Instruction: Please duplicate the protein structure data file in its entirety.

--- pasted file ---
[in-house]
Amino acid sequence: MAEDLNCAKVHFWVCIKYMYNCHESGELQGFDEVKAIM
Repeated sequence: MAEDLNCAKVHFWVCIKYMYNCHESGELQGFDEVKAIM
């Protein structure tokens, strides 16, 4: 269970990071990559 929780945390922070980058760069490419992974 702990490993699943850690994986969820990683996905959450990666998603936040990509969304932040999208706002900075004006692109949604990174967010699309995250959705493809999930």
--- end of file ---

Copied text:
[in-house]
Amino acid sequence: MAEDLNCAKVHFWVCIKYMYNCHESGELQGFDEVKAIM
Repeated sequence: MAEDLNCAKVHFWVCIKYMYNCHESGELQGFDEVKAIM
């Protein structure tokens, strides 16, 4: 269970990071990559 929780945390922070980058760069490419992974 702990490993699943850690994986969820990683996905959450990666998603936040990509969304932040999208706002900075004006692109949604990174967010699309995250959705493809999930």